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Using Git on the Command Line


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Getting started with Git on the Command Line. Presented at WPGR ( in December 2015.

Published in: Software
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Using Git on the Command Line

  1. 1. It's time to talk about Git and the importance of source control!
  2. 2. Imagine a scenario, if you will...
  3. 3. You've uploaded a broken file, you don't have a working copy. What do you do?
  4. 4. Git to the rescue!
  5. 5. Revert the file, upload it again, and life is great!
  6. 6. Wow! How does Git work?
  7. 7. Sounds great, but how do we use Git?
  8. 8. If you're intimidated by the command line, I recommend SourceTree:
  9. 9. But I promise, using git on the command line is really easy!
  10. 10. Creating a new repository is as easy as typing: $ git init This adds the basic structures Git needs in order to function properly
  11. 11. Cloning an existing repository is just as easy: $ git clone <repo url> This pulls down the entire git history for a given project and lets you manipulate it as if you had created it.
  12. 12. Adding files to your repository: $ git add * This will add ALL files in the current directory to your repository.
  13. 13. Committing a set of changes: $ git commit -m "My commit message" This will save all staged changes to a reference point you can always restore.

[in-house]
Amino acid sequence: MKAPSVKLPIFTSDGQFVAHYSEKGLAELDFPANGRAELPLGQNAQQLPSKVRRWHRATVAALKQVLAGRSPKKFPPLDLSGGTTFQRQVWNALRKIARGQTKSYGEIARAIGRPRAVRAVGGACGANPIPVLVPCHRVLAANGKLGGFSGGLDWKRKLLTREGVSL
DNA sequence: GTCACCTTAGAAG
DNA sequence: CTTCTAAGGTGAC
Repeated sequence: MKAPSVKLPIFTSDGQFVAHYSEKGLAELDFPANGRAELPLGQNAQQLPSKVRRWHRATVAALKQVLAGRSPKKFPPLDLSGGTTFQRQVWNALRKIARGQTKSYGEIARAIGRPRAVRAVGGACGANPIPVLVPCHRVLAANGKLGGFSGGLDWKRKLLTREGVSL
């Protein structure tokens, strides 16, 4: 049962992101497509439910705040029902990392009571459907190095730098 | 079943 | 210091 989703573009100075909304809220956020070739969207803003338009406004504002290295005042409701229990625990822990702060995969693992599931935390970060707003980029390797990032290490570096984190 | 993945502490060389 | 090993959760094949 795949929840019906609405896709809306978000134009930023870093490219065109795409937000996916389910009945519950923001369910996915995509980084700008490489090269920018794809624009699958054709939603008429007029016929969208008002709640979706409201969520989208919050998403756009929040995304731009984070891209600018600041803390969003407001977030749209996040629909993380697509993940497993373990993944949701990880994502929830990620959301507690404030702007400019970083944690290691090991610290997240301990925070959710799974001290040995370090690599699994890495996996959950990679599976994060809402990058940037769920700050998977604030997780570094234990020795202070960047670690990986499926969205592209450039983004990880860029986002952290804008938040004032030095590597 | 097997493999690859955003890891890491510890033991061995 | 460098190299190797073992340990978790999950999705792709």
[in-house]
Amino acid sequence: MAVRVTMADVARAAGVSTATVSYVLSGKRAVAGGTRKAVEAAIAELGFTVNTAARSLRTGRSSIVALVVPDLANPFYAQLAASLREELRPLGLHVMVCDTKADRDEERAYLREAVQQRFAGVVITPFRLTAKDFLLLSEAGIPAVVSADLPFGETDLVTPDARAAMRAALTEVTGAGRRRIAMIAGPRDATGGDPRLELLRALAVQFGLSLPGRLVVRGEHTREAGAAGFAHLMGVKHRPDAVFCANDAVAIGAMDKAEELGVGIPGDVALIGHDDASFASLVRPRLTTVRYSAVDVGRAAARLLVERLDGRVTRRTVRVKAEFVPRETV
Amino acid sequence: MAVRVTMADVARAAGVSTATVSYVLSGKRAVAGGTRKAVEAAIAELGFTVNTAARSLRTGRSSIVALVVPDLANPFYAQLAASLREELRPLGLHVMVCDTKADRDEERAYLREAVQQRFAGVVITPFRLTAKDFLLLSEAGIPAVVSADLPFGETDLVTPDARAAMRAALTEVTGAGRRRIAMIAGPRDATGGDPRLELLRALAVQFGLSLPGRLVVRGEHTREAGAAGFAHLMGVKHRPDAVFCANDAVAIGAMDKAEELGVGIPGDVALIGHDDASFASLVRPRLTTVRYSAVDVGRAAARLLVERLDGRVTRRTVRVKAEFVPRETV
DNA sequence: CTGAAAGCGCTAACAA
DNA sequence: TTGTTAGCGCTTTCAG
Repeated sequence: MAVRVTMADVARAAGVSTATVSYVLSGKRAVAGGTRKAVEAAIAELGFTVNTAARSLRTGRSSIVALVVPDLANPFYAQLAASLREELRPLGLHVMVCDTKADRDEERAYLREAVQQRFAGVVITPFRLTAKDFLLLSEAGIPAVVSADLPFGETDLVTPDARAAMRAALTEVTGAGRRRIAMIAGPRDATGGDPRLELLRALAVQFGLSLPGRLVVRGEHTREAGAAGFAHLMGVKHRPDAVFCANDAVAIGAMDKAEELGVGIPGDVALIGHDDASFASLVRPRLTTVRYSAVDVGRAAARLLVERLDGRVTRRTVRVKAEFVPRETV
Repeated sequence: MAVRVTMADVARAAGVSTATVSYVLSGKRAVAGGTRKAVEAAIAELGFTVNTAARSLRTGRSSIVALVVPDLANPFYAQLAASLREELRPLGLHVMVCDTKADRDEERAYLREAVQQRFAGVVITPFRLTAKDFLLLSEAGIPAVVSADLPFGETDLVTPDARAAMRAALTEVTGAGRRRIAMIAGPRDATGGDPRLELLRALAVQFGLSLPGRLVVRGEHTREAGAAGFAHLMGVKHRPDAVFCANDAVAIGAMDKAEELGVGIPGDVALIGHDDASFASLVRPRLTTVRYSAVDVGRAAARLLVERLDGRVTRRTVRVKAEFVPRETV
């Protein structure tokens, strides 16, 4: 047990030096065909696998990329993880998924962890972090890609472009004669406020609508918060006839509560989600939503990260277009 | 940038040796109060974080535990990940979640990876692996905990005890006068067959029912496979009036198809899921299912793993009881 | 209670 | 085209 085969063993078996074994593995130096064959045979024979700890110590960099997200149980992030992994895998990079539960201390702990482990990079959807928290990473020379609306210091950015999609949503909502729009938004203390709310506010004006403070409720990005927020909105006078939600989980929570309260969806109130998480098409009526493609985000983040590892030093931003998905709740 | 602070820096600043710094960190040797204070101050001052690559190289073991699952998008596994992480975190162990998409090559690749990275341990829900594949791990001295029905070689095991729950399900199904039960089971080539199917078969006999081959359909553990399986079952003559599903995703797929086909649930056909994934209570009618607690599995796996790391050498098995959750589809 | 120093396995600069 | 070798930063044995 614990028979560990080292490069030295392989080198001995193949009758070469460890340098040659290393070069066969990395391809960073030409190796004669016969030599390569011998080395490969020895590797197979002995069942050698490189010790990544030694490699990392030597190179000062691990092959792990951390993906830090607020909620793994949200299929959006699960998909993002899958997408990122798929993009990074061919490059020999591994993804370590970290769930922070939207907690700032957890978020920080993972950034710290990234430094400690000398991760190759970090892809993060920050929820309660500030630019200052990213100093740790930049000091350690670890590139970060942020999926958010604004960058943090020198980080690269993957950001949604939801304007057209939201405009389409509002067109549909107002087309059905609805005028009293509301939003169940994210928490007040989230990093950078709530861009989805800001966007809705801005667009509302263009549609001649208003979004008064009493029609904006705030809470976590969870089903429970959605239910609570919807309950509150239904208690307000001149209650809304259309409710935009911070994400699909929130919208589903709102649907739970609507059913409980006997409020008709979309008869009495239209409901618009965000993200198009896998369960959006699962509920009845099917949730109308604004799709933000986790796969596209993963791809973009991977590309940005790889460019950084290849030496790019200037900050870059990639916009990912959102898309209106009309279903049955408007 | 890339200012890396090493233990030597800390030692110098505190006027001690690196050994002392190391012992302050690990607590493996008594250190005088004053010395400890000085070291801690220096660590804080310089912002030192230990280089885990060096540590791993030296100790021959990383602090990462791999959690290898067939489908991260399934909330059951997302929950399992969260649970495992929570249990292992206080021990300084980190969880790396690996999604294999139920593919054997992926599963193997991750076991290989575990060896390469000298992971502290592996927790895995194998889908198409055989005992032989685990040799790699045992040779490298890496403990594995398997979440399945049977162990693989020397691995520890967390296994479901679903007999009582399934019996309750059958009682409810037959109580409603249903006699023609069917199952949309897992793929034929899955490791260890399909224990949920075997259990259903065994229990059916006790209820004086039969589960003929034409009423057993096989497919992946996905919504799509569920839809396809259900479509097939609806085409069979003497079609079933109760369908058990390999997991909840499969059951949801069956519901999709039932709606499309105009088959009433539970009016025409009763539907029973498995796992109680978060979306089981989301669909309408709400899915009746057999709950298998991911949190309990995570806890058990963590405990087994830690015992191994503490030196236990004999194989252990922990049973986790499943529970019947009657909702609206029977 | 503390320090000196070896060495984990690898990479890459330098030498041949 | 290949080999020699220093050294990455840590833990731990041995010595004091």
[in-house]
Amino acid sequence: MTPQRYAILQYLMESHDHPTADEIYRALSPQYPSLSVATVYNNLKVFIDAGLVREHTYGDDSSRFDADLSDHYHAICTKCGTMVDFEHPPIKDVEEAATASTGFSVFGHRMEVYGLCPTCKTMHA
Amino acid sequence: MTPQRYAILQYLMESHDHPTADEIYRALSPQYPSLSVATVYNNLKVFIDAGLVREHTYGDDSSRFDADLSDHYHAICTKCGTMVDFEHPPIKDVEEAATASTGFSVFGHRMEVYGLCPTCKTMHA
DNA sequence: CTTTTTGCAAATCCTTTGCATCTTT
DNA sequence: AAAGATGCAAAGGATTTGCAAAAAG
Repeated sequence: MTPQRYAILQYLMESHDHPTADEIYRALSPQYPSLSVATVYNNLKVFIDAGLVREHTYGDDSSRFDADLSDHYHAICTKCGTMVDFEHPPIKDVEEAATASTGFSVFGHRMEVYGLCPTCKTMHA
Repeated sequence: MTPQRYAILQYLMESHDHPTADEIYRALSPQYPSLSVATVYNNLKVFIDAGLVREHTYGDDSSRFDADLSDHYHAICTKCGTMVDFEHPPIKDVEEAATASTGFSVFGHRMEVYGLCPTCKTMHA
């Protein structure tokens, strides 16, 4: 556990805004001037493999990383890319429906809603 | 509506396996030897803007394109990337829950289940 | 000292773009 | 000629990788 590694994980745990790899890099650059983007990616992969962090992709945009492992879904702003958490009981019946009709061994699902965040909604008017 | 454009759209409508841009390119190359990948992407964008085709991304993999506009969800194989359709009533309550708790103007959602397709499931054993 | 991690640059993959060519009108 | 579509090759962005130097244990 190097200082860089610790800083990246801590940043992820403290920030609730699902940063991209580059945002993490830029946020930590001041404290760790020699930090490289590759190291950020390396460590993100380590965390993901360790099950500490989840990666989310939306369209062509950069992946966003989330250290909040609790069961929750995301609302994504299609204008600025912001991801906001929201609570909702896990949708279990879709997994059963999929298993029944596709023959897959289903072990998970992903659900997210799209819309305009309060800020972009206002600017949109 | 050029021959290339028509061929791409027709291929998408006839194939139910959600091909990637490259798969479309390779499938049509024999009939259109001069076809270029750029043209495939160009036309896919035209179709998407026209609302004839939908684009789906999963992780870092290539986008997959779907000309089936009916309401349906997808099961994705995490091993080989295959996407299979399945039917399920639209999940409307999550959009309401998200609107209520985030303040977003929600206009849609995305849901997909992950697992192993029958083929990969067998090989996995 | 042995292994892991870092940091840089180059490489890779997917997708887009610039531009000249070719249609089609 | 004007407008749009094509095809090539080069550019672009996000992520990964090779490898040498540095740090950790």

14. 14. Checking a repository's status $ git status This reports which files have been modified, added, removed, etc.
  15. 15. Un-staging some edited files: $ git reset This returns all staged files back to being unstaged. It does NOT undo any edits to those files by default.
  16. 16. Temporarily store staged edits: $ git stash Think of this as a way of saying, "I'm not ready to do anything with these edits, but I don't want to erase them."
  17. 17. Start a new "branch" for tracking edits: $ git branch mybranch We'll use this separate branch to develop a new feature, safely isolated from the main codebase and bug fixes. $ git checkout -b mybranch –or–
  18. 18. Merge a branch back into master: $ git checkout master $ git merge mybranch First we switch back to the master branch, then we merge in all changes from mybranch.
  19. 19. Pushing Edits to a remote server: $ git push Yep, that's really all there is to it!
  20. 20. Any Questions?